Coupling the Power of Chemical Synthesis with Metabolic Engineering: College of Pharmacy Monthly Publication Highlight


Mar 08, 2013

A publication in the Journal of American Chemical Society has been selected as the UK College of Pharmacy’s Monthly Publication Highlight for March. The selected publication elucidated a biosynthetic pathway for gilvocarcin V, which has shown promise in cancer therapy.

The publication is entitled, “Roles of the Synergistic Reductive O-Methyltransferase GilM and of O-Methyltransferase GilMT in the Gilvocarcin Biosynthetic Pathway,” with Dr. Nidhi Tibrewal, a recent PhD graduate of the UK College of Pharmacy serving as lead author. The research was carried out in the laboratory of faculty member Dr. Jurgen Rohr. Joining Drs. Tibrewal and Rohr as co-authors on the publication are Drs. Steven Van Lanen, Ehesan Ul Sharif, George O’Doherty, and Ms Theresa Downey.

“This publication investigates the activity of key enzymes of the gilvocarcin V biosynthesis, and paves the way to develop this class of unique anticancer agents into clinical chemotherapeutics. The gilvocarcins are complex natural products with excellent antitumor activity and remarkably low in vivo toxicity” said Dr. Rohr. “They bind to histone H3, which is a rare activity among cancer drugs. These natural products would be good candidates to be developed into chemotherapeutic agents, if they weren’t suffering from solubility issues. The work on GilM and GilMT now revealed a relatively simple intermediate of the biosynthetic pathway. Synthesizing derivatives of this intermediate that can be further converted into the complex final structures by the downstream enzymes of the biosynthetic pathway now opens up the possibility of making new analogues with improved solubility properties for subsequent development.”

“This project showcases the innovative research coupling the power of chemical synthesis with metabolic engineering taking place in Dr. Rohr’s laboratory,” said Linda Dwoskin, Associate Dean for Research for the UK College of Pharmacy. “Nidhi Tibrewal and the entire research team have elucidated an exciting biosynthetic pathway that could lead to breakthroughs in cancer therapy.”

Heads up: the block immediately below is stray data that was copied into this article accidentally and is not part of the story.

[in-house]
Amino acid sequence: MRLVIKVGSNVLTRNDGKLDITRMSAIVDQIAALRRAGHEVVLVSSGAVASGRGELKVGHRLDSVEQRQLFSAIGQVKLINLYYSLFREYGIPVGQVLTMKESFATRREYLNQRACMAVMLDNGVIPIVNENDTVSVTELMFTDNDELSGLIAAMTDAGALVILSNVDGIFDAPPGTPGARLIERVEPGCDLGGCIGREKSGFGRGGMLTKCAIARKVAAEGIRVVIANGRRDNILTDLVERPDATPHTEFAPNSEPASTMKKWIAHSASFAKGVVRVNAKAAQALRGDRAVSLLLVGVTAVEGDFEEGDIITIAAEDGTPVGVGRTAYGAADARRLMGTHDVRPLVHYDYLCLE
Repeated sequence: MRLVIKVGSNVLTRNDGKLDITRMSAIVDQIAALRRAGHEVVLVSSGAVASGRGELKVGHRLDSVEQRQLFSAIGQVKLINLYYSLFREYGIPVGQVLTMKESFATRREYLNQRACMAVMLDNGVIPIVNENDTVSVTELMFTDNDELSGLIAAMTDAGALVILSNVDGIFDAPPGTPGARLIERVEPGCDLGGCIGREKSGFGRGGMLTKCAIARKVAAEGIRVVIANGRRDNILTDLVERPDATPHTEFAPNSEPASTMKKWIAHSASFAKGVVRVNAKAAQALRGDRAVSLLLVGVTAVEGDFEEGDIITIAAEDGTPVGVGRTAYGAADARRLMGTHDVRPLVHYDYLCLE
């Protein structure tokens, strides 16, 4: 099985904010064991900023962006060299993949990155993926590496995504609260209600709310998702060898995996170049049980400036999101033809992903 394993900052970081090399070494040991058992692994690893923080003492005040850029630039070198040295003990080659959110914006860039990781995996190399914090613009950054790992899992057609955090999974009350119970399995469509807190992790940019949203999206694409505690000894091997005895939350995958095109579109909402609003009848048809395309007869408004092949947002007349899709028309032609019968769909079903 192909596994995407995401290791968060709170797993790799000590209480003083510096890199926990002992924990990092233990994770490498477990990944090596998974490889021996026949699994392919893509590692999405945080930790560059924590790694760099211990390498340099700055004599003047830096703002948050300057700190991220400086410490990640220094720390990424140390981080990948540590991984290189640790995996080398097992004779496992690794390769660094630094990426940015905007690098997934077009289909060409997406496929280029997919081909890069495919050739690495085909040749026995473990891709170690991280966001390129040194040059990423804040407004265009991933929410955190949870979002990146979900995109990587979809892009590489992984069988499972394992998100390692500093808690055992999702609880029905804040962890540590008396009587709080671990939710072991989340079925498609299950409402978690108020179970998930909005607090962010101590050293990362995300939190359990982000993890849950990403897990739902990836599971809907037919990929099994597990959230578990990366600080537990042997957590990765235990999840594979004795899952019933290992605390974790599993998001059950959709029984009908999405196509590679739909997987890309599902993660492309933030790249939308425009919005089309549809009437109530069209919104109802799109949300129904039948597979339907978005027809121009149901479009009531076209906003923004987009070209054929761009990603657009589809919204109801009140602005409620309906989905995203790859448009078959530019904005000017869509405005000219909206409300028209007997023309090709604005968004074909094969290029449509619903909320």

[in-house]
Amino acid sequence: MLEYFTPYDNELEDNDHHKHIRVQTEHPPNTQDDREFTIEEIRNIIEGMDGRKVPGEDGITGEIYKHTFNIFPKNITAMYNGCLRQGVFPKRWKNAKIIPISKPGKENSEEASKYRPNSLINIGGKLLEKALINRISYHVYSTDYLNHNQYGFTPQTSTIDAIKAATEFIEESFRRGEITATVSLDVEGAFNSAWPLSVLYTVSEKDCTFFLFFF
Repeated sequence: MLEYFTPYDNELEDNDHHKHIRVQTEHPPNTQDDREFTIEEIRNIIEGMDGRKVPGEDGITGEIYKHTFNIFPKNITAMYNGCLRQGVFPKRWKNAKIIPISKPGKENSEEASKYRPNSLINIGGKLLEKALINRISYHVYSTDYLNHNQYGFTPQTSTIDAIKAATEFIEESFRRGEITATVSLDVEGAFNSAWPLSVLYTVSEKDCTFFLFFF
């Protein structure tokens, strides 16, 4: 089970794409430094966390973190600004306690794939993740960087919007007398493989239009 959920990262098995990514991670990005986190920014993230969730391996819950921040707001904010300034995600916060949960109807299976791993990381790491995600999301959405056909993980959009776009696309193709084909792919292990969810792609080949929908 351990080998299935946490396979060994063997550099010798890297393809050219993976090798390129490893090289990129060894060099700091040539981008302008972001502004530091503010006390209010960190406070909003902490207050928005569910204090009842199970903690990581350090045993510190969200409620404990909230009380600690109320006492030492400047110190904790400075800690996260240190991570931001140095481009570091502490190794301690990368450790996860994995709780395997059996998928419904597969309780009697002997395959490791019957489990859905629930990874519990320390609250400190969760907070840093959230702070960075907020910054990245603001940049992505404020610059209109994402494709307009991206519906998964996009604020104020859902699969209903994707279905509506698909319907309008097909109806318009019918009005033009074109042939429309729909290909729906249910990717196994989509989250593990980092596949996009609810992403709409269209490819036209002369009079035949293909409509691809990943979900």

Two enzymes of the gilvocarcin biosynthetic pathway, GilMT and GilM were investigated in in vitro studies using purified, recombinant enzymes along with synthetically prepared intermediates. The studies revealed GilMT as a typical S-adenosylmethionine (SAM) dependent O-methyltransferase, but GilM was identified as a pivotal enzyme in the pathway that exhibits dual functionality in that it catalyzes a reduction of a quinone intermediate to a hydroquinone, which goes hand-in-hand with a stabilizing O-methylation and a hemiacetal formation. GilM mediates its reductive catalysis through the aid of GilR that provides FADH(2) for the GilM reaction, through which FAD is regenerated for the next catalytic cycle. This unusual synergy eventually completes the biosynthesis of the polyketide-derived defuco-gilvocarcin chromophore.

Original article: Tibrewal N, Downey TE, Van Lanen SG, Ul Sharif E, O'Doherty GA, Rohr J.

Roles of the synergistic reductive O-methyltransferase GilM and of O-methyltransferase GilMT in the gilvocarcin biosynthetic pathway, J Am Chem Soc, 2012 Aug 1;134(30):12402-5.

Link: http://www.ncbi.nlm.nih.gov/pubmed/22800463

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